Elevating a building to protect it from storm surge and flood increases its exposure to storm winds. The key to reducing storm wind damage lies in the quality of the building’s design and construction. For new homes on the beach, consider employing a professional engineer to help ensure adequate structural design. If buying an existing home, an engineer can help assess the structure’s strengths and weaknesses, and suggest modifications to make the house more damage-resistant.
Modifications may include: addition of hurricane clips to improve the roof’s ability to withstand uplift forces of high winds; installation of storm shutters to protect window and door openings from wind-driven rain and debris; improved attachment of roof shingles; reinforcement of gable end roofs; reinforcement of the attachment of plywood roof decking to roof rafters with additional nails, screws or adhesives; and reinforcement of the attachments of porches and decks.
Sand dunes also provide significant protection during the most severe storms. You can protect and enhance frontal dunes by keeping vehicles and people off these areas, and planting additional dune grasses. Keep in mind that sand dunes protect against short-term erosion caused by very severe but infrequent storms and offer little protection from long-term erosion.
No. Seawalls, bulkheads, revetments, groins, jetties or breakwaters are not allowed along the beaches of North Carolina. These “hard” erosion-control devices can damage the beach and adjacent properties.
If a building is severely threatened by erosion, the property owner may apply for a permit to place sandbags or build artificial sand dunes with bulldozers to allow more time to move or relocate the building. Both are temporary measures and require permits from the Division of Coastal Management. A sandbag structure must be removed within two years and may be constructed only once per oceanfront lot, even if ownership of the lot changes.
Yes. Beach replenishment is allowed in North Carolina. However, it is expensive and generally provides only temporary relief. Also, to be effective, it must extend beyond the beach in front of a single property and include long stretches of ocean shoreline.
Yes. House-moving is an allowable and cost-effective means of getting a structure out of harm’s way. If space allows, a structure can be moved landward on the same lot; otherwise, it can be relocated to new property. Regardless of where the building is moved, it must meet existing setback requirements. [NOTE: As of 1993, new development permits for oceanfront structures require owners to move or dismantle buildings threatened by erosion; i.e., buildings that are less than 20 feet from the line of stable dune vegetation nearest the sea.]
[For information on site-specific erosion control projects, contact your local building official, the U.S. Army Corps of Engineers or the N.C. Division of Coastal Management.]
Possibly. You may be able to purchase a flood insurance policy which is usually separate from a standard homeowner’s policy. The National Flood Insurance Program was established by Congress to make flood insurance available nationwide to eligible properties. Policies issued under the National Flood Insurance Program include conditions and costs dictated by federal requirements. The federal government in turn guarantees to pitch in if losses occur-thus encouraging private companies to write affordable policies for areas that might normally be considered too risky. Large discounts on premiums often are available for buildings constructed above minimum standards. For example, discounts are available for buildings elevated on pilings higher than required to avoid storm-surge flooding.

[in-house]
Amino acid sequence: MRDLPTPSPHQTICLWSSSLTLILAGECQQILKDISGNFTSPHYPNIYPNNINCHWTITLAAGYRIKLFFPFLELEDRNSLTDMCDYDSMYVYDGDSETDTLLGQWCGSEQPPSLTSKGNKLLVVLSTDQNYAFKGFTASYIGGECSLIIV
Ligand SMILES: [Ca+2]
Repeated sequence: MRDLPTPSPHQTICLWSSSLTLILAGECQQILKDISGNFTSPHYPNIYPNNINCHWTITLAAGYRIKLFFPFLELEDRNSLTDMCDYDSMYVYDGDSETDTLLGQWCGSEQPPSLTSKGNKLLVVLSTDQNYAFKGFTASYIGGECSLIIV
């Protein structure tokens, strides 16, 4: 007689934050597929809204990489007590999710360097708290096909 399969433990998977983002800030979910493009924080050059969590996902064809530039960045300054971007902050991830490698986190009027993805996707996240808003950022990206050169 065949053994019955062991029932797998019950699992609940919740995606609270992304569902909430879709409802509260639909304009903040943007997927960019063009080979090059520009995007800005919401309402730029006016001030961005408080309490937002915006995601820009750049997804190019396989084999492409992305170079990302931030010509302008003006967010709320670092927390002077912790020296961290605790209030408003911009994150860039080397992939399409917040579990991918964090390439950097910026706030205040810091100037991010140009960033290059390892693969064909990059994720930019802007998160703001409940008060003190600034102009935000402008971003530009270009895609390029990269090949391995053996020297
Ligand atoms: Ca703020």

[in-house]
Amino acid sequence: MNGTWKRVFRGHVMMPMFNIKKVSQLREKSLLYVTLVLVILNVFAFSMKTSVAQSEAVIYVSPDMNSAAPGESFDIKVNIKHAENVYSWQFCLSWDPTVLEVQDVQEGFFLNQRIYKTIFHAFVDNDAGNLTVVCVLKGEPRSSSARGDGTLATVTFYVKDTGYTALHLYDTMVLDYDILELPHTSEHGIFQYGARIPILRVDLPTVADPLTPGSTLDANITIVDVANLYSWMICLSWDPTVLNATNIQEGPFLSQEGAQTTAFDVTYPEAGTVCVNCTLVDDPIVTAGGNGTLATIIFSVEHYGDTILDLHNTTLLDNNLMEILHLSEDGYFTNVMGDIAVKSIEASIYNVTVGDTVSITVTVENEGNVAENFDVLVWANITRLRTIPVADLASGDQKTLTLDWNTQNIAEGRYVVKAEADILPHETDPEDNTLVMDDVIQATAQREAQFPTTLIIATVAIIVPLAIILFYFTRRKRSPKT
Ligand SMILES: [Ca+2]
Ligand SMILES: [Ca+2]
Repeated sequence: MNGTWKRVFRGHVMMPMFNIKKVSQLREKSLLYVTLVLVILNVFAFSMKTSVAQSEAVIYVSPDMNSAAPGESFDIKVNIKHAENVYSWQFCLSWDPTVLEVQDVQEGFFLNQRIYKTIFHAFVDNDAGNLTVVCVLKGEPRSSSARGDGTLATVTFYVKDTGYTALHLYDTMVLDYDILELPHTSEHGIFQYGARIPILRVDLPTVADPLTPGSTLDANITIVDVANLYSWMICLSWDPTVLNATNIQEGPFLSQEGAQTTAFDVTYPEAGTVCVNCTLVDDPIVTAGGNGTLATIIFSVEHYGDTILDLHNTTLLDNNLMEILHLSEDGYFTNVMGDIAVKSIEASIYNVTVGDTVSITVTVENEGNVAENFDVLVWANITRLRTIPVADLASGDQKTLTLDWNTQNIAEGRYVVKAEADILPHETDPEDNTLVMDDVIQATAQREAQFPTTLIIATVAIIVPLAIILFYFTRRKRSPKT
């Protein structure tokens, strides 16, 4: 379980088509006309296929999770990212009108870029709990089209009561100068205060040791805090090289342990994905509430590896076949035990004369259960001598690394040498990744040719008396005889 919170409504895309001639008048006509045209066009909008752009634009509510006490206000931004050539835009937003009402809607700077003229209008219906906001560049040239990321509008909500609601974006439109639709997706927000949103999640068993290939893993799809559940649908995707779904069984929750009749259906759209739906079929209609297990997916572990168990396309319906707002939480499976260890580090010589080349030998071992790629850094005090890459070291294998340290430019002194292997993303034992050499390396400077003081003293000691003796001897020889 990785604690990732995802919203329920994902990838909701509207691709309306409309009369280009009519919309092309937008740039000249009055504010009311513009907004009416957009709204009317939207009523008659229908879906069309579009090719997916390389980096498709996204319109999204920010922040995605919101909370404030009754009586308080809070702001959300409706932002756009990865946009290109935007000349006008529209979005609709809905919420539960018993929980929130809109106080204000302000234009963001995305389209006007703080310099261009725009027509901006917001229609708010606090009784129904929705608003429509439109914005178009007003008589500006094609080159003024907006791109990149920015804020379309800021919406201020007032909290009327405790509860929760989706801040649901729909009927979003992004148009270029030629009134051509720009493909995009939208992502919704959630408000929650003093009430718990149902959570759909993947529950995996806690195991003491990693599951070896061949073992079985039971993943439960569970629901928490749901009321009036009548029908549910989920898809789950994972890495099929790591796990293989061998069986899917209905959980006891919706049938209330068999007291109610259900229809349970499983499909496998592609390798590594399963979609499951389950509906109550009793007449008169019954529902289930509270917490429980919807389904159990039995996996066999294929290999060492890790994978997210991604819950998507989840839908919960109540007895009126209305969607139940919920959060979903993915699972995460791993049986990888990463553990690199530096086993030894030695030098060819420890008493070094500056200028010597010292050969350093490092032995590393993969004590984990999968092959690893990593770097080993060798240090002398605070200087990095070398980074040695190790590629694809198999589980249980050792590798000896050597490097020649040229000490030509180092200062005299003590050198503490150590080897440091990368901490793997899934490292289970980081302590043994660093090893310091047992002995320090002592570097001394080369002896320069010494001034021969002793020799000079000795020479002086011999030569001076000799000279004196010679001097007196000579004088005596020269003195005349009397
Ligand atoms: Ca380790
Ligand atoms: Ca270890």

There is a limit to single-family home coverage under the NFIP. Owners should inquire about these limits. If the owner wishes to purchase excess flood coverage, or if the property is not eligible for the NFIP, the owner may be able to procure flood insurance coverage from a private insurer. Private insurers regularly reassess whether or not to offer coverage.
No law requires that an owner buy or maintain flood insurance. However, federally insured lenders, including mortgage companies, banks and savings and loan associations require flood insurance for the life of their lien if the property is in an identified flood-prone area. Failure to maintain coverage may permit the lender to declare the balance of the loan due and payable.
Flood-prone areas are identified on Flood Insurance Rate Maps, which should be available at the local building official’s office. If your building is not in a flood-prone area or you haven’t secured a mortgage to purchase your property, flood insurance is optional. However, when building or buying near the ocean, flood insurance is always a good idea, even if it’s not required.
[For information about flood insurance and discounts, contact your local building official, insurance agent, N.C. Department of Insurance or the federal Flood Insurance Program.]
Federal flood insurance covers only structural damage-including damage from waves-caused by flooding. As a rule, damage caused by chronic, long-term erosion is not covered. However, since most erosion that causes structural damage is associated with coastal storms, coverage is often available.
Furthermore, a federally-backed flood insurance policy covers only damage to the insured structure. It does not cover damage to land caused by flood, wave or erosion. And, it does not cover damage from other events, such as hurricane-related winds. These same limitations may apply to privately underwritten insurance.
When a structure is so badly damaged that it cannot be repaired or rebuilt, an owner may receive all benefits under the flood insurance policy and discover the coverage is inadequate to cover the cost of removing the structure and/or repaying the loan. In addition, the value of any remaining land may decline significantly if the land is declared “unbuildable.”
Many privately underwritten homeowner policies cover wind damage and water damage caused by wind; e.g. wind damage to a roof resulting in leaks. However, because of the high risk in coastal areas, some private insurance companies are excluding coverage for wind damage. For that reason, the N.C. Department of Insurance has established an insurance pool known as the “Beach Plan” to provide wind coverage in areas where it is not otherwise available.
[For more information about the Beach Plan or homeowner’s policy coverage, contact your insurance agent or the N.C. Department of Insurance.]
It depends upon the extent of the damage. If damage is less than 50 percent of the building’s value, you may be able to repair it at its original location. But if the building is more than 50 percent damaged, repairs are considered substantial and must meet both new setback requirements and other new building code requirements. Rebuilding is prohibited if erosion has left insufficient space on the lot to construct landward of the setback.
This work was partially supported by grant NA46RGO087 from the National Sea Grant College Program, National Oceanic and Atmospheric Administration, to the North Carolina Sea Grant College Program.
Article courtesy of NCReal Estate Commission and North Carolina Sea Grant.